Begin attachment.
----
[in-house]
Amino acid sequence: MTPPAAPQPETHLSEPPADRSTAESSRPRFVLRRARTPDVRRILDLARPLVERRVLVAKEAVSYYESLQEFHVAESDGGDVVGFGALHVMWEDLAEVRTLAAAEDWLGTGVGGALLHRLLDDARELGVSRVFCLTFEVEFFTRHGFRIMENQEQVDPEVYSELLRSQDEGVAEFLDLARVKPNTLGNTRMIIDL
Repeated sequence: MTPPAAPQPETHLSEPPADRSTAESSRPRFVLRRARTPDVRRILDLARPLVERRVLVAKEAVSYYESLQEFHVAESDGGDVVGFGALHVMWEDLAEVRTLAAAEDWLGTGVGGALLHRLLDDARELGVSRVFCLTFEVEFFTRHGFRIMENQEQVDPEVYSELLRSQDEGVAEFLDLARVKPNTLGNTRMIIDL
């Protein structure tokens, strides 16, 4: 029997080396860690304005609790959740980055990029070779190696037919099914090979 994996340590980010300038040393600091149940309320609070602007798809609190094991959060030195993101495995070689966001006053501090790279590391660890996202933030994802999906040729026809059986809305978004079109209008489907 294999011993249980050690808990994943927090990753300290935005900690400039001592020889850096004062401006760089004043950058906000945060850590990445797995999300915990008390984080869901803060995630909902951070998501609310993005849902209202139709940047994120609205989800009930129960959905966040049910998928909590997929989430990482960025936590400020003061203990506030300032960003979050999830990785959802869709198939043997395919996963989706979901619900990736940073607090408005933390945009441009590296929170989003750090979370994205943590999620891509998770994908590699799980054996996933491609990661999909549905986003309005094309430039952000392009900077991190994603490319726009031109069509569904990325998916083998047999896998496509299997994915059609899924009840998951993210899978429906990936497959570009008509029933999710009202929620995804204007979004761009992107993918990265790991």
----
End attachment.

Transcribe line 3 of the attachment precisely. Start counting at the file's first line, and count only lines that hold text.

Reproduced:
Repeated sequence: MTPPAAPQPETHLSEPPADRSTAESSRPRFVLRRARTPDVRRILDLARPLVERRVLVAKEAVSYYESLQEFHVAESDGGDVVGFGALHVMWEDLAEVRTLAAAEDWLGTGVGGALLHRLLDDARELGVSRVFCLTFEVEFFTRHGFRIMENQEQVDPEVYSELLRSQDEGVAEFLDLARVKPNTLGNTRMIIDL